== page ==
Eric Carle Week: Brown Bear, Brown Bear What Do You See?


Eric Carle Week: Brown Bear, Brown Bear What Do You See?

Teacher, Teacher what do you see? I see a great book with lots of learning opportunities! I have yet to meet a class who didn’t love to listen to Bill Martin Jr. and Eric Carle’s delightful book Brown Bear, Brown Bear What Do You See. This book is rich with early learning skills. It can be used to introduce colors, real/fantasy, the sense of sight, sequencing, retelling and animals.

Circle Time Activities:

  1. Make a prediction web. In the center circle of the web pose the question what will brown bear see? Then record the students answers. I always get a lot of great answers to this question—everything from ice cream to hunters. After reading the story look back at your predictions and compare with what brown bear and the other animals actually saw.
  2. Use story props to help tell the story! My kids love when I bring in story props for them to help me as I read or for them to retell the story with after reading. I found a great Brown Bear printable pack and printed the pictures of all of the characters and placed magnetic tape on the back. As I read the story the student with the picture of the animal I am talking about places the animal on the board. Or you could make a story stick for Brown Bear with this awesome idea from makinglearningfun.com.

    Eric Carle Week: Brown Bear, Brown Bear What Do You See?

    Brown Bear Story Props

  3. Act out the story after you read it! What pre-k or kindergarten student doesn’t love role play? Assign each student a character from the story and let them act it out! My kids love crawling and growling like the brown bear, meowing like the purple cat and swimming like the goldfish!
  4. Ask your students to help you place the character in the order that we met them in the story on the board using the magnetic characters from #2. Talk about which character we met first, second, third, fourth etc. to learn about sequencing and sequencing math vocabulary!
  5. As you read ask the students what colors the animals are and ask if the animal could really be that color in real life. Talk about the difference between real and fantasy. Student’s love to feel like they are part of the read aloud and asking questions is a simple/easy way to involve them!

Small Group/Independent Activities:

Remember the Brown Bear printable pack I linked to earlier? It is chock full of great independent and small group activities to work on with your students! Here are some pictures of the printables from the pack that I have laminated and cut out!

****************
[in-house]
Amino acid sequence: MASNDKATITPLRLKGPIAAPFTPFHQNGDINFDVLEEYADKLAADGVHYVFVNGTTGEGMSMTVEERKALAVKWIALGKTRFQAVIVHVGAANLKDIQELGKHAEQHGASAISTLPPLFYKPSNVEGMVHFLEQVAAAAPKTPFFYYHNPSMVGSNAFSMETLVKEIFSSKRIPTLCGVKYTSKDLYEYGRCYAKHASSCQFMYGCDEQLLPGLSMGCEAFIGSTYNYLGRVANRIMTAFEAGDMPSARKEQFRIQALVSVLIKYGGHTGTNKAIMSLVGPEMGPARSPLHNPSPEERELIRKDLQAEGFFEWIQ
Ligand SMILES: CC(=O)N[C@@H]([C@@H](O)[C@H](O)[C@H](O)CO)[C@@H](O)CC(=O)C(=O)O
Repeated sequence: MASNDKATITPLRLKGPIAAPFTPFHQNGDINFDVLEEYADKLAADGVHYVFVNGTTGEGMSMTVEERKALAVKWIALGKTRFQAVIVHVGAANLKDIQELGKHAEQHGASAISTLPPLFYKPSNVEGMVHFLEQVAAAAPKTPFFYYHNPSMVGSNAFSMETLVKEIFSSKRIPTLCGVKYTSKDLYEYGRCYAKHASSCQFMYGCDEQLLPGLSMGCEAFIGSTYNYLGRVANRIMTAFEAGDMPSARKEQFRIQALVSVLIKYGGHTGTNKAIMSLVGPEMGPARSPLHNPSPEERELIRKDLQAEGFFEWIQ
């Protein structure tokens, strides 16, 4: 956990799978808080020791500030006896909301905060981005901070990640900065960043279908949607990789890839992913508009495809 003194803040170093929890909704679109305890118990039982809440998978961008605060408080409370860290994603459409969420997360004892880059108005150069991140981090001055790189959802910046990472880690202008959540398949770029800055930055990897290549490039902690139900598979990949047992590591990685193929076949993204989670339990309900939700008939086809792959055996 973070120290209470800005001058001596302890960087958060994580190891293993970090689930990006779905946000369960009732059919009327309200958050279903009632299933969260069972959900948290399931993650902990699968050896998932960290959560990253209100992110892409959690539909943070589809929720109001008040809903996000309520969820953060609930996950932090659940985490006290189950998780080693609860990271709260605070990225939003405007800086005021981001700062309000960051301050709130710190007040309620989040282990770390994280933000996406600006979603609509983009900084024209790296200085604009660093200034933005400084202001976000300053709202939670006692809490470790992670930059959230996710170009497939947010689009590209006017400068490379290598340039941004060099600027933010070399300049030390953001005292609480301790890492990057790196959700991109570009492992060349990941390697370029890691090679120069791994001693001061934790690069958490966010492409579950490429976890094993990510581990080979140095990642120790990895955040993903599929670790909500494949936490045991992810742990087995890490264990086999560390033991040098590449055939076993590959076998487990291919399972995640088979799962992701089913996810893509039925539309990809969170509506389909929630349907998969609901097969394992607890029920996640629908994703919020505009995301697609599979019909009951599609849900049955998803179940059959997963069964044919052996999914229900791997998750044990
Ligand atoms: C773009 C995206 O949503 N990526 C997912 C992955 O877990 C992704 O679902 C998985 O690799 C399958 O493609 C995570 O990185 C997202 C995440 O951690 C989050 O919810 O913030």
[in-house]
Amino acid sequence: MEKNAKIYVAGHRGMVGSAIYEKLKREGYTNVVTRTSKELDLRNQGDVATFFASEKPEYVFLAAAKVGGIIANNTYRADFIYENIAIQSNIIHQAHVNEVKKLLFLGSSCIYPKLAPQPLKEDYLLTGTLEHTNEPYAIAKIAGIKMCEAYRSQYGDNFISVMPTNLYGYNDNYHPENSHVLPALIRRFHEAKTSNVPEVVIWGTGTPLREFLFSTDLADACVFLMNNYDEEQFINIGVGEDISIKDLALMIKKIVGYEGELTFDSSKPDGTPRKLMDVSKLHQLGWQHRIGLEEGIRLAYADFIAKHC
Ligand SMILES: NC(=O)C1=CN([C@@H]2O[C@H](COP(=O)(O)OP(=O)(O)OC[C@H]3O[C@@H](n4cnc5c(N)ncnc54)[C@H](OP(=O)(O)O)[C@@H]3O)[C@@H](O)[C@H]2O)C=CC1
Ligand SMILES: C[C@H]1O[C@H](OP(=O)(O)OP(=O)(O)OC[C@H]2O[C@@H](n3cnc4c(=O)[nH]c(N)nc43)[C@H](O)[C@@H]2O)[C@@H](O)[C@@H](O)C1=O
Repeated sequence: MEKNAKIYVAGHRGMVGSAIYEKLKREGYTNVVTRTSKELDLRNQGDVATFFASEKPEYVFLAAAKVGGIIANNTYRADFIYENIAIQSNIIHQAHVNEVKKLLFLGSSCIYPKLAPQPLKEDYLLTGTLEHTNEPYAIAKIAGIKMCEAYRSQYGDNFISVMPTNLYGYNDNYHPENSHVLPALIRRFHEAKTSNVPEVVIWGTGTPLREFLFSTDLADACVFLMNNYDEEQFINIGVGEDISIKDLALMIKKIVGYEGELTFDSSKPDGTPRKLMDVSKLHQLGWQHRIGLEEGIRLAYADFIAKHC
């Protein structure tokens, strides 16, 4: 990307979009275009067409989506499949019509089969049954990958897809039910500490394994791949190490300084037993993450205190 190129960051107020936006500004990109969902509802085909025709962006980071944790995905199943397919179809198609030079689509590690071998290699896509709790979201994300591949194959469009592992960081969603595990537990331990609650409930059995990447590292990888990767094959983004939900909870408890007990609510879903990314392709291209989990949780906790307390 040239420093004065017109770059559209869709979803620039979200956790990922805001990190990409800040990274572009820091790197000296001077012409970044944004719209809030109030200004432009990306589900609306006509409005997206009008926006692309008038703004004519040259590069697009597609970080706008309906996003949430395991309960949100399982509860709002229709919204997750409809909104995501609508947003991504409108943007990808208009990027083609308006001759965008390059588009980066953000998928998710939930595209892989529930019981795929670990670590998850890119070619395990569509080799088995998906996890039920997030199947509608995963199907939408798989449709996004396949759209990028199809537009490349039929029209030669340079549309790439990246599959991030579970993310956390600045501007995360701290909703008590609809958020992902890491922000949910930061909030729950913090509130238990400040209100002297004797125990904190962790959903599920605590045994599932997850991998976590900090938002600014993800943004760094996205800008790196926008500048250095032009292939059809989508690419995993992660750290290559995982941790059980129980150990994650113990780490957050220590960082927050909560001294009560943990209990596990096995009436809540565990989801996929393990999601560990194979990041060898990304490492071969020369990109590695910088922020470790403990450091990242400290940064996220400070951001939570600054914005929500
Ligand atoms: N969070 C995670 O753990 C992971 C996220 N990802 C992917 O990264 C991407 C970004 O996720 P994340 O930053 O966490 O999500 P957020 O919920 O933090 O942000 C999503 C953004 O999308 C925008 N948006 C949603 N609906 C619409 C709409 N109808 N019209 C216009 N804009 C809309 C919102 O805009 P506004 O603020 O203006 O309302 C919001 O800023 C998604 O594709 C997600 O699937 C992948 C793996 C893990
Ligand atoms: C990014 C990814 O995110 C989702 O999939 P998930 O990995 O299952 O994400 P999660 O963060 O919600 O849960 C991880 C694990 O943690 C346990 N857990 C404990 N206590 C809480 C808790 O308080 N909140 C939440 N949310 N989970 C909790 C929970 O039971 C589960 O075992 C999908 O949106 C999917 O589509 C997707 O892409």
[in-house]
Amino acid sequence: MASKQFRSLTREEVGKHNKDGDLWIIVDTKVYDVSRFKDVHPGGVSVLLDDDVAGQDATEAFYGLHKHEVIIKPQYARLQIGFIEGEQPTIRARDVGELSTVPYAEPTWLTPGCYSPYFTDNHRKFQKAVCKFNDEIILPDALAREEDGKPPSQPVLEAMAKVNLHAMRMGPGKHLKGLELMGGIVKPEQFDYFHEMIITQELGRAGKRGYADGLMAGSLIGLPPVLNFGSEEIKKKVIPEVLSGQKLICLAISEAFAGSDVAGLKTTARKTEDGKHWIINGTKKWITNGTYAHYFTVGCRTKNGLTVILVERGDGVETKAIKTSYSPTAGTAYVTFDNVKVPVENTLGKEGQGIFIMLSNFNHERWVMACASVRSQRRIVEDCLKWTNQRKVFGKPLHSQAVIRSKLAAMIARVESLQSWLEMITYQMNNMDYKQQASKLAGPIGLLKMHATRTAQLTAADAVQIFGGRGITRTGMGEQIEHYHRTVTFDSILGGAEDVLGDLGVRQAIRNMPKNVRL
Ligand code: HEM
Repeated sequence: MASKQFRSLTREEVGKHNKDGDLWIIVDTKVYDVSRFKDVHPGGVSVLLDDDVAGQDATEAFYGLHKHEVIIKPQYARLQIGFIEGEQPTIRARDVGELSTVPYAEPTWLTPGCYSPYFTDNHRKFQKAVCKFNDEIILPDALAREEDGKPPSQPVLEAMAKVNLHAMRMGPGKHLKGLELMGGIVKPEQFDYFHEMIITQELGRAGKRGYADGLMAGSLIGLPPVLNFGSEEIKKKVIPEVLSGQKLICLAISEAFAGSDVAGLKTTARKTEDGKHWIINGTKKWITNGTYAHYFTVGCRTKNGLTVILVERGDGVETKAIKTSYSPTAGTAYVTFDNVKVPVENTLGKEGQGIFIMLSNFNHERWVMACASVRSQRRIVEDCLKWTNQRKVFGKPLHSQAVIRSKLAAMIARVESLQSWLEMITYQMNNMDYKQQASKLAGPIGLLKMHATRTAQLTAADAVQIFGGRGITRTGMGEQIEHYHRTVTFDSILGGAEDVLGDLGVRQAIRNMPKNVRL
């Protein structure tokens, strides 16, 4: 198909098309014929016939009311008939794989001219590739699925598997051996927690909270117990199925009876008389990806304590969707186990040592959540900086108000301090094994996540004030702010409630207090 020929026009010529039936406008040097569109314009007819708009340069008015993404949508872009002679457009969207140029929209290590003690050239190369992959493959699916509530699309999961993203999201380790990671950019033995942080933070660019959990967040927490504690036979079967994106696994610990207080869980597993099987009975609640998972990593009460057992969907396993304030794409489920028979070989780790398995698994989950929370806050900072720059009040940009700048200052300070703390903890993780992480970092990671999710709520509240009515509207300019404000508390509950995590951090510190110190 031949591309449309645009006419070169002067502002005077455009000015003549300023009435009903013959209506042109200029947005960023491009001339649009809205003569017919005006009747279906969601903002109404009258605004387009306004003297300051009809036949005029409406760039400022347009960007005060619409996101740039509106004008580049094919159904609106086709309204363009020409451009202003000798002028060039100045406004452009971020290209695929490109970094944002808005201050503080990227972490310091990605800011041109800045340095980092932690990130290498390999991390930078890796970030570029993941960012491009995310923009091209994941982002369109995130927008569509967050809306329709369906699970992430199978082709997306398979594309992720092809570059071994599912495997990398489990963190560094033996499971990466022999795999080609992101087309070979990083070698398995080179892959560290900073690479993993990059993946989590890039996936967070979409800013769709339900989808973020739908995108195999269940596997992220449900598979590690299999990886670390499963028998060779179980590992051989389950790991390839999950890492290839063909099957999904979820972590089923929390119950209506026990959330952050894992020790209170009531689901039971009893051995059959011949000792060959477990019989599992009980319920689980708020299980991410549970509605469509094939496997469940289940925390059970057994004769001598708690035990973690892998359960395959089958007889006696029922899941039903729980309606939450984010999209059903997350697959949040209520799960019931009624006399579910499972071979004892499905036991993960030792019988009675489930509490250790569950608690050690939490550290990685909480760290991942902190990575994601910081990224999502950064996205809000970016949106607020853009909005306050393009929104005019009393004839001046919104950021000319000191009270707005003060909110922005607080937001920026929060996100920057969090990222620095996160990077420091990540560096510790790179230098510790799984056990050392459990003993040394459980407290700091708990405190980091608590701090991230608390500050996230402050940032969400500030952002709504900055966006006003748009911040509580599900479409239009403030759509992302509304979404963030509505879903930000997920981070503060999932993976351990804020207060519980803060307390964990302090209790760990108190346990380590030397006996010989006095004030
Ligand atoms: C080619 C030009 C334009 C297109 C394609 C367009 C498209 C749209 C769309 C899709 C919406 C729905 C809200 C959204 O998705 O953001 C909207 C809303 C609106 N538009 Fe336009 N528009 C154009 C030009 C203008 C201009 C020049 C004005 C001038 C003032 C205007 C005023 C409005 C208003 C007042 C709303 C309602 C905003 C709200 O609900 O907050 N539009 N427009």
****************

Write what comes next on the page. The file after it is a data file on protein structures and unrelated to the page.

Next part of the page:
1. Heads and Tails match. These simple puzzles are great for independent work!

    Eric Carle Week: Brown Bear, Brown Bear What Do You See?

    Brown Bear Heads and Tails Matching Activity

  2. 1-10 Puzzle. How fantastic is this puzzle? It helps the students place the animals in order they appear in the story and helps with recognizing numbers 1-10!

    Eric Carle Week: Brown Bear, Brown Bear What Do You See?

    1 – 10 Puzzle

  3. What do you see? This activity puts the characters from the story inside shapes and the students have to tell you what shape the animal is in! Too cute and so much fun for small group time as an extension of the story!

    Eric Carle Week: Brown Bear, Brown Bear What Do You See?

    What Do You See?

  4. 1,2,3 Count with Me! Brown Bear number flash cards that can be used for number recognition! Great independent activity!

    Eric Carle Week: Brown Bear, Brown Bear What Do You See?

    Counting Activity

Art project/craft:

I have been looking for a really great Brown Bear Craft for years! I recently found this one on pintrest here is the original link to how to make this. For this project you will need: Brown paint, paint brushes, legal size paint paper, card stock to create bear template, pencils, scissors and wiggly eyes. Your template should include a body piece, head, two ears, two legs and a tail. To create this project follow these steps. First, have your students paint a large piece of painting paper brown. Let the paper dry and then flip it over and have the students trace the bear template parts onto the back. Then cut the pieces out and glue down on another sheet of paper. Add wiggly eyes and draw a face and claws on your bear. You end up with a collection of very unique little brown bears!

Eric Carle Week: Brown Bear, Brown Bear What Do You See?

Brown Bear Craft Activity

Happy Planning!

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